Killer bodies, spectacular dancing and glimpses of subcultures — these have remained the essential ingredients of dance movies down the years.
Well, yeah, you could tell by the way he used his walk in Saturday Night Fever that Tony Manero aka John Travolta would relocate disco dancing from 1970s subculture into mainstream mania.
Today, Manero’s tale is remembered for the dancing and the music — the Bee Gees soundtrack going on to become the only disco album to win Grammy’s album of the year, apart from turning platinum 15 times over. But also mirrored in the film’s disco ball were the fractured, dead-end lives of a group of Brooklyn youths, whose only escape was the weekend excitement of the dance floor, where they put on the flashy clothes and the flashy moves.
The film had energy and edge. I remember how my uncle, visiting from the States, was shocked that we youngsters were off to see the film — till he realised what was on offer here was the edited variety; famously, the R-rated version had scandalised U.S. cinema-going audiences with its raw, often ugly violence.
Most dance movies today are variants of Saturday Night lite that keep the essential ingredients of beautiful actor-dancers; dance offering disaffected youth a way out of hopeless situations; a boy-meets-girl story across different social classes; a great dance finale; and peeks into specific dance subcultures.
Dance films remain popular — currently we have the fourth edition of the Step Up franchise bopping in our theatres. But while Step Up 4: Miami Heat might try for relevance with a socio-political plot thread, really, the movie is only an excuse to watch young people with killer bodies do some spectacular dancing.
And, indeed, why not?
There’s obviously an audience for the stuff, considering how some modern dance films have practically become mini-franchises. The Step Up saga that started in 2006 with Channing Tatum is going strong, as is Street Dance; not forgetting sequels such as Honey 2 or Save the Last Dance 2. Some have gone the postmodern route of mixing up different dance forms: Street Dance 2 lets street synthesise with salsa.
Watching Step Up 3-D was, oddly enough, a small revelation: 3D, for once, seemed to have a purpose beyond having pointy things flung at the audience. Instead, here, it creates a nice spatial platform in which to locate the dance.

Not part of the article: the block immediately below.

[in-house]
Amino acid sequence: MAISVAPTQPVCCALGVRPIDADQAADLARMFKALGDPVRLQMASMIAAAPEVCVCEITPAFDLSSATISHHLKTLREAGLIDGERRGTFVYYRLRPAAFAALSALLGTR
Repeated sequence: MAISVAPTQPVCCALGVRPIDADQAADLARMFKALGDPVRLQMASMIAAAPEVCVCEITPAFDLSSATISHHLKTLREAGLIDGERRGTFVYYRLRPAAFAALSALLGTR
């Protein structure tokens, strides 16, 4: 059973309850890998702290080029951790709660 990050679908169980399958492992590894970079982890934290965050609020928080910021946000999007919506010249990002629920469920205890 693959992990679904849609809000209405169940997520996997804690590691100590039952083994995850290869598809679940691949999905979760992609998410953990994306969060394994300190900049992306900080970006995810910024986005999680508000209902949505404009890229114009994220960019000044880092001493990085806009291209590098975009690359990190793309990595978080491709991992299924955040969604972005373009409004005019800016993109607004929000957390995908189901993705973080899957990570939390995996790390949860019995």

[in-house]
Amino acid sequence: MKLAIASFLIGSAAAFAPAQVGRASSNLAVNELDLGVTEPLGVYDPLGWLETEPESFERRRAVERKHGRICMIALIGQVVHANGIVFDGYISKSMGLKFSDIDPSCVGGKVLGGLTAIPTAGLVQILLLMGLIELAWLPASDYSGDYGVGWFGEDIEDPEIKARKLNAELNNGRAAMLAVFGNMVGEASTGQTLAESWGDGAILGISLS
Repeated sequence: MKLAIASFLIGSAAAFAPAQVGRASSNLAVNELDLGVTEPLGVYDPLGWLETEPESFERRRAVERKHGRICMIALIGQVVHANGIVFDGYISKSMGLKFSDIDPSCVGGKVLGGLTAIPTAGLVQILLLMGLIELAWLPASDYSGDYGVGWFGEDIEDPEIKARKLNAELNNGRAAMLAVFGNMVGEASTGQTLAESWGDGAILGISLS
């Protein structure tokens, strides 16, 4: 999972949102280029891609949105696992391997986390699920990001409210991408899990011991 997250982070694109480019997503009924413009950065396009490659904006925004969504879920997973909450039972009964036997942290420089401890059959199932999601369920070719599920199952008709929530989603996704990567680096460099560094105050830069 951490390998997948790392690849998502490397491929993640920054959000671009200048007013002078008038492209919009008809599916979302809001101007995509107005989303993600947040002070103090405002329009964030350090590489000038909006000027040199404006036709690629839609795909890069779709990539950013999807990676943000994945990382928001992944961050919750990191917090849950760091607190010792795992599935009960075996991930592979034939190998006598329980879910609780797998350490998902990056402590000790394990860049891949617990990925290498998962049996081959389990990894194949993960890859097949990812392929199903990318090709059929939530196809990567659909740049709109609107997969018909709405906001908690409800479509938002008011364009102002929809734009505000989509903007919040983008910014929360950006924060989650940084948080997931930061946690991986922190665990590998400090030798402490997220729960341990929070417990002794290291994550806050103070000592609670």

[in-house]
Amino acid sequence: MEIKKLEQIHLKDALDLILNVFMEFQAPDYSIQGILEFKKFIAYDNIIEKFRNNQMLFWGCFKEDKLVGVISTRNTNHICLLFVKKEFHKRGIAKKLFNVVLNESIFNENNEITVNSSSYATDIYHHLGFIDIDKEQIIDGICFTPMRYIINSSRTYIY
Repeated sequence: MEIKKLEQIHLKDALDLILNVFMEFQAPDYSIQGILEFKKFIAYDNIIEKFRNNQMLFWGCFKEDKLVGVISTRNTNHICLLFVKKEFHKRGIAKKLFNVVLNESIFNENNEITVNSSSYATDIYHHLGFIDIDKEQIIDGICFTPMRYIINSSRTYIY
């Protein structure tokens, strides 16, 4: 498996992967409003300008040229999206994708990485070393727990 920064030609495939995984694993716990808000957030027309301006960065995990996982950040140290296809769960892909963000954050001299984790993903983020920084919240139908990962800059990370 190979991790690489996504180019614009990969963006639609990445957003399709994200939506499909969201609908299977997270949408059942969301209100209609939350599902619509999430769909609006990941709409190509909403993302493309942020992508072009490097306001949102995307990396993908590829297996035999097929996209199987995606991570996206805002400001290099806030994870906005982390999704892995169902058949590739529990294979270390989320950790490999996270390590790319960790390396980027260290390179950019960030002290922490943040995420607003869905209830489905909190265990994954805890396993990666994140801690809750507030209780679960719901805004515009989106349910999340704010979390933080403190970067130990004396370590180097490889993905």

Director Wim Wenders said he finally made Pina — about legendary dancer/choreographer Pina Bausch — only because of the re-invention of 3D in cinemas. He felt this finally gave him a tool to capture her genius on celluloid in a way that did her justice.
The richly layered visual impact of dance does allow it to be used as metaphor. Clever directors have mined this potential to create films that may be centred on dance but whose actual purpose goes way beyond cheering on the gymnastic moves and grace of the dancers.
This intent can be comic, as with British films The Full Monty and Billy Elliot, and Baz Lurmann’s bubbly Strictly Ballroom. But all chronicle, in different ways, the unexpected issues resulting from men undertaking some form of dance as a career move. Or the intent can be dramatic, as in Black Swan, which won Natalie Portman her Oscar, and owed a big nod to Italian dance-horror film Suspiria.
Remakes or Hollywood retellings of the tale do not always work. The Japanese film Shall We Dance (1996) about ballroom dancing was remade in Hollywood starring Richard Gere — with its original title intact but poignant charm missing.
Dance as a forbidden pleasure and an expression of youthful angst has long found a receptive audience, whether in Footloose — the 1984 film was recently remade — Dirty Dancing or Flashdance. Funnily enough, actors such as Footloose’s Kevin Bacon who have gone on to stardom are the exception — many of the dance films’ youthful actors, despite the amazing abs, are quickly forgotten.
It’s not just in dance films, we instinctively respond to dance placed as a memorable visual note in “regular” films. Travolta never quite captured the Tony Manero edge again, not until he reappeared in Pulp Fiction twisting with grace charm and irony alongside Uma Thurman.
We cheered Al Pacino dancing the tango in Scent of a Woman as well as Buzz Lightyear shaking a leg in Toy Story 3— a small step for choreographers but a giant leap for animated astronauts; or the tap dance number in The Artist. My own theory is that the latter’s overwhelming success at the awards was a result of its feel-good resonances with the likes of Gene Kelly Singin’ in the Rain.
British journalist Nik Cohn’s Tribal Rites of the New Saturday Night — the title of his 1976 New York Magazine article that was the basis of Saturday Night Fever’s plot and characters — was eventually out-ed as a work of fiction rather than reportage. What’s real, however, is the cinematic and cultural dance revolution sparked by the film, here to stay in its changing forms.